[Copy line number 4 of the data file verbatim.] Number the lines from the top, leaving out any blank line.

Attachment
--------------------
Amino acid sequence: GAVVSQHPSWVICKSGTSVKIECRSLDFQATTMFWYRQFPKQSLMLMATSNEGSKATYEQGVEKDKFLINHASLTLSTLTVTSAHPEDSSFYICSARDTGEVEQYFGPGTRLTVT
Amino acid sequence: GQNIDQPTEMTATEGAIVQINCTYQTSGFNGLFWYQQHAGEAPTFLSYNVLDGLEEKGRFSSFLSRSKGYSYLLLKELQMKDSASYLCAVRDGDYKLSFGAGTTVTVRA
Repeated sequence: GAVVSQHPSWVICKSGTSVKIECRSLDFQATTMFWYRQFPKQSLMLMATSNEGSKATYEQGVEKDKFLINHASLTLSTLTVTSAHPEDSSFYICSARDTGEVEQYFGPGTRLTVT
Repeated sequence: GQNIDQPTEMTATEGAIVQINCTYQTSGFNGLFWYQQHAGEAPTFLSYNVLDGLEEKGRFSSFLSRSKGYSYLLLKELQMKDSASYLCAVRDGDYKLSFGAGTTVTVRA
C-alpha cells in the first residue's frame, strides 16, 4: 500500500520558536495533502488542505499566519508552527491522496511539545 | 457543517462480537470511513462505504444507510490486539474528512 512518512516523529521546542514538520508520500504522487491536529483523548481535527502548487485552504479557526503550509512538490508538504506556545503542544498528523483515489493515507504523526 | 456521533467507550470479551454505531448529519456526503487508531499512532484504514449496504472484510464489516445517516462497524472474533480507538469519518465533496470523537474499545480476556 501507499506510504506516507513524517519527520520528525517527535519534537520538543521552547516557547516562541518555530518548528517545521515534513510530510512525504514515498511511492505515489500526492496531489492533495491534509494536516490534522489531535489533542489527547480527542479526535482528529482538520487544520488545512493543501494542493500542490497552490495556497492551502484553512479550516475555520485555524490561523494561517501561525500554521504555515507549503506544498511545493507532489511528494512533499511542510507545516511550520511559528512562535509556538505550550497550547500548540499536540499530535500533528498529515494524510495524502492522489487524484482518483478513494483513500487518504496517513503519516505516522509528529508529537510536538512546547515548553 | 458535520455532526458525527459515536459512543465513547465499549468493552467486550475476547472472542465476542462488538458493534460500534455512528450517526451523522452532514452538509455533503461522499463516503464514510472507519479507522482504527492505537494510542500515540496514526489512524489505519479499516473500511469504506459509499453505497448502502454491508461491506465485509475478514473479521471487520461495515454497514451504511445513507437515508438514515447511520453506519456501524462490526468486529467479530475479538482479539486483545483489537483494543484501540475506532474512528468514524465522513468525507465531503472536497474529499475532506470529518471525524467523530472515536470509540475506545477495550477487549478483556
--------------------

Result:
Repeated sequence: GQNIDQPTEMTATEGAIVQINCTYQTSGFNGLFWYQQHAGEAPTFLSYNVLDGLEEKGRFSSFLSRSKGYSYLLLKELQMKDSASYLCAVRDGDYKLSFGAGTTVTVRA